The Ministry of Justice will also bring forward proposals to provide a less draconian merits test, which will be equivalent to the merits test currently applicable in “Special Children Act 1989 cases”.

At the same time, the government has promised to increase the scope of legal aid to include Special Guardianship Orders in private family law cases and support for separated migrant children in immigration cases.

As well as a review into legal aid for placement and adoption orders, the government has confirmed that it will increase support for people accessing the justice system as litigants in person.

The review is part of a Legal Support Action Plan, the details of which were published 7 February on the government’s official website. The plan has been designed to help improve access to legal advice and support.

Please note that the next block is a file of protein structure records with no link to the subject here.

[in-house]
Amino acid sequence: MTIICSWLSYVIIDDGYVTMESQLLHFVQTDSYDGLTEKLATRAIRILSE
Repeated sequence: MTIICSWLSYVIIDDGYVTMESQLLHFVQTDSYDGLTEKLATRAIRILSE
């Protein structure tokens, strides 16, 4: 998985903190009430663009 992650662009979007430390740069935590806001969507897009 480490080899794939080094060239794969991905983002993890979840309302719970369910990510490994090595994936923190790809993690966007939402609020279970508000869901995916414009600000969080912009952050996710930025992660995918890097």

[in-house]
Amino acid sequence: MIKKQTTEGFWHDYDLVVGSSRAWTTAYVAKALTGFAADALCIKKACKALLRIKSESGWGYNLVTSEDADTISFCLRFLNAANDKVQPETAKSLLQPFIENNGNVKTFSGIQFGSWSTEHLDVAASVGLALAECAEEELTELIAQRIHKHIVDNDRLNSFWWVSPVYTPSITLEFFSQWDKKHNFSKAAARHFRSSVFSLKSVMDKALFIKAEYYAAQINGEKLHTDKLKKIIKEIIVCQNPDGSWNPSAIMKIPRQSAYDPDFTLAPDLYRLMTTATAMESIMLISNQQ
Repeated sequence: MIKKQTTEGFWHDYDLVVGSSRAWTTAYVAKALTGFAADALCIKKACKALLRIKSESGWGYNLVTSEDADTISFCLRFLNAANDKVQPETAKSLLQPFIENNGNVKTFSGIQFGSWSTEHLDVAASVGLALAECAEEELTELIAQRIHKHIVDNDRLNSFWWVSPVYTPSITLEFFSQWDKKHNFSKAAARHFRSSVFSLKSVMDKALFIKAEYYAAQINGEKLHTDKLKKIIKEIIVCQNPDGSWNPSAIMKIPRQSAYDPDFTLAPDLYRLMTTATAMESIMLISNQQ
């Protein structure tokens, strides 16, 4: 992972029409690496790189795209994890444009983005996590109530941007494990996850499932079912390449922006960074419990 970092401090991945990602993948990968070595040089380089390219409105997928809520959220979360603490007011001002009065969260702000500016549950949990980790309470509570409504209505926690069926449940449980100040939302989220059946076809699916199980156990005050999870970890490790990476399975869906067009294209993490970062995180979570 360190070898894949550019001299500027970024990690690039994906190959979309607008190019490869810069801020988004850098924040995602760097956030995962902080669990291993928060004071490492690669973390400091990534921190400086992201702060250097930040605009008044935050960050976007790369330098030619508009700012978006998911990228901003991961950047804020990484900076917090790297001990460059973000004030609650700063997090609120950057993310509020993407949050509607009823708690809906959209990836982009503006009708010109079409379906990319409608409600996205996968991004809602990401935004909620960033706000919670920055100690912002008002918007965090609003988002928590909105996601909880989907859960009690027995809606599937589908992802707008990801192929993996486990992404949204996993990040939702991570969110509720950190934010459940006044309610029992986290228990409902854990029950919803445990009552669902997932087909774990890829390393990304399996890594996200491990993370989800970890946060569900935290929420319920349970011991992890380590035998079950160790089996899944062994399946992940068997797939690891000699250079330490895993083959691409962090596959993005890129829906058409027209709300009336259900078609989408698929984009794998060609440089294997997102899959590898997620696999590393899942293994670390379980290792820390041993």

You can read the press release here, which has links to various documents including the action plan.



Top Court Finds Judge Bullied Mother Into Accepting Care Orders For Her Children

A judge bullied a mother into agreeing to care orders for her two children, the Court of Appeal has found. The orders made by Her Honour Judge Carr QC in Sheffield were set aside by the Court of Appeal and replaced with short-term interim care orders.

The Court of Appeal raised a number of serious concerns in its judgment. The now common practice of judges making up their minds about a case before the parties put their arguments forward during hearings was noted, a phenomenon that will be familiar to lay advisors and families who have been forced to represent themselves in their own family cases.

Lord Justice Peter Jackson sitting at the Court of Appeal said that there had been “a serious procedural irregularity.”

The judgment says:  “consent or non-opposition to the interim care order was not freely given, but was secured by oppressive behaviour on the part of the judge in the form of inappropriate warnings and inducements”. These included:

  • The judge repeatedly isolating the mother and threatening her